"I'm really glad to see this moving forward," El-Sayed said via email. "It was simply unacceptable that Detroit children have lost their lives to stray or improperly cared for dogs and that Detroit dogs were being denied a second chance at a loving home."
Critics of the Detroit animal care facility have long urged the city to find an alternative to the current facility, a former Michigan Humane Society building.
Detroit's animal control relocated to site near the city's North End neighborhood in 2016, on the heels of calls for its closure and criticism over unsanitary conditions, high fees and a high kill rate.
"This building has reached its productive lifespan," Detroit's Animal Care and Control Director Mark Kumpf said Monday during a rare tour of the facility.
As he walked a row of kennels for medium-sized dogs, Kumpf pointed out the rust eating through the once-white wall.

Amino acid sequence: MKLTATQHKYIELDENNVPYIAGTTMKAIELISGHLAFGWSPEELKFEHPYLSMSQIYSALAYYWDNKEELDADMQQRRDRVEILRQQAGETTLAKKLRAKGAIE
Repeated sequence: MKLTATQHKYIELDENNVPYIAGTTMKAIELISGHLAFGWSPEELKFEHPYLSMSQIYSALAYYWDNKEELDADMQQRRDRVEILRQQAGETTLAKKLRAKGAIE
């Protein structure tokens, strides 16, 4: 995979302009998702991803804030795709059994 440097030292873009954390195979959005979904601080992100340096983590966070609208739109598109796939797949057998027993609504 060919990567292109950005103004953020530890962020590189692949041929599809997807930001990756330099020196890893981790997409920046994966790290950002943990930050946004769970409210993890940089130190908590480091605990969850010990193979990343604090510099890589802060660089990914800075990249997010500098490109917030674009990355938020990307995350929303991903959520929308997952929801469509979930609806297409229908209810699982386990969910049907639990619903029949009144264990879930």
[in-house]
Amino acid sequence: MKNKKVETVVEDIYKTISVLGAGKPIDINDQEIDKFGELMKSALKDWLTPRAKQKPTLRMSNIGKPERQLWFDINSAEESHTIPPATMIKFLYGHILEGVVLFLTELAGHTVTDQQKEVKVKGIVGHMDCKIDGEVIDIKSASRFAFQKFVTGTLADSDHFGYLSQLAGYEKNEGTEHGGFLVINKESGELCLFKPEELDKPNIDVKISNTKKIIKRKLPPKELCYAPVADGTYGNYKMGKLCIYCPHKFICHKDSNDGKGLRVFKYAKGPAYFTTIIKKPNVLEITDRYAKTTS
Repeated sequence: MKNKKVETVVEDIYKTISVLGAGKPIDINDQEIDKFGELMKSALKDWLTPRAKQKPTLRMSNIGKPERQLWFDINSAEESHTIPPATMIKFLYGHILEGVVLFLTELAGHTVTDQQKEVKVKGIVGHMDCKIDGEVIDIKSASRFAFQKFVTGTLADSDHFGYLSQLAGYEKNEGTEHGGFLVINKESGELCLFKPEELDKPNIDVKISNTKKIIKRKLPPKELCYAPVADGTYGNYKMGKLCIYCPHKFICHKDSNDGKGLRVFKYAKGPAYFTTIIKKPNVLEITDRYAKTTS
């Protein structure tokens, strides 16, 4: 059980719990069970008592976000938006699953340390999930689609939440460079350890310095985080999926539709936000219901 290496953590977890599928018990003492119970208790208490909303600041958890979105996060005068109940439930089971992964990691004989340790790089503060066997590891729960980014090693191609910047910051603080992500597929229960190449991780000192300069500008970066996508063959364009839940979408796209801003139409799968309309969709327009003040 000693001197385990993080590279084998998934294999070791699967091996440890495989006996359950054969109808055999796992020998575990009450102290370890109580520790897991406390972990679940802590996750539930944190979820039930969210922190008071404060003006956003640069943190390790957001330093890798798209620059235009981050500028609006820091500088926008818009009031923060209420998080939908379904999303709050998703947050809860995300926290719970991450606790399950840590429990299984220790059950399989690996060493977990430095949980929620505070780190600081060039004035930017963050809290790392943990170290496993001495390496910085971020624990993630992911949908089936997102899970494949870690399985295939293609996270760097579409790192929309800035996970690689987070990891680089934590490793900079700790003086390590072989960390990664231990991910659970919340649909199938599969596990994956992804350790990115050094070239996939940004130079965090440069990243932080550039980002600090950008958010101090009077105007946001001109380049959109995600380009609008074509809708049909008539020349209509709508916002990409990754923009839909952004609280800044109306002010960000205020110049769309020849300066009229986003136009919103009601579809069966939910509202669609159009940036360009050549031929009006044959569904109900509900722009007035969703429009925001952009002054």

"I can clean the cage. I can feed the dog. But I can't fix rust," Kumpf said. "I can't fix 1960."
Kristina Rinaldi, executive director of Detroit Dog Rescue, has criticized the building as "deadly to animals." On Monday, Rinaldi said a new Detroit animal care facility is "long overdue."
"While I am excited for a new house, you've also got to fix what's in the house," said Rinaldi, who has been critical of the program's management.
Rinaldi suggested that the city boost the hours that it has control officers out on the streets. She noted the fatal maulings in recent years and that Detroit's shifts of 7 a.m. to 7 p.m. aren't enough.
Duggan said crews are available for emergencies. But Rinaldi countered Monday: "I have not experienced that," adding, "I get the call."
Rinaldi said her group and other rescue partners have found dogs from the center infected with "horrendous respiratory infections" that resulted in deaths and severe sickness.
The Michigan Department of Agriculture and Rural Development said Monday that there is no record of any new or pending complaints or inspections involving Detroit's shelter.
Duggan said that the old animal care facility, on East Jefferson, was even worse than the old Humane Society site.